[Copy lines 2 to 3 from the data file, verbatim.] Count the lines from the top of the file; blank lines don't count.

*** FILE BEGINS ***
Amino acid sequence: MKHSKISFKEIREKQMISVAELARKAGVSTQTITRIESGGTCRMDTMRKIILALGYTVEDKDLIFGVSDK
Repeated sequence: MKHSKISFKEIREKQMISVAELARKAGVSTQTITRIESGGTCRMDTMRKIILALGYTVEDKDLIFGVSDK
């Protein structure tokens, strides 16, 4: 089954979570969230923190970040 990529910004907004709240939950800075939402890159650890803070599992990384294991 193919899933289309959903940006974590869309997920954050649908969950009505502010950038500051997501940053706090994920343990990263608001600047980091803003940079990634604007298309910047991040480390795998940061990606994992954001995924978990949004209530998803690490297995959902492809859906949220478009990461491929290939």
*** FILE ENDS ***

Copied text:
Repeated sequence: MKHSKISFKEIREKQMISVAELARKAGVSTQTITRIESGGTCRMDTMRKIILALGYTVEDKDLIFGVSDK
């Protein structure tokens, strides 16, 4: 089954979570969230923190970040 990529910004907004709240939950800075939402890159650890803070599992990384294991 193919899933289309959903940006974590869309997920954050649908969950009505502010950038500051997501940053706090994920343990990263608001600047980091803003940079990634604007298309910047991040480390795998940061990606994992954001995924978990949004209530998803690490297995959902492809859906949220478009990461491929290939």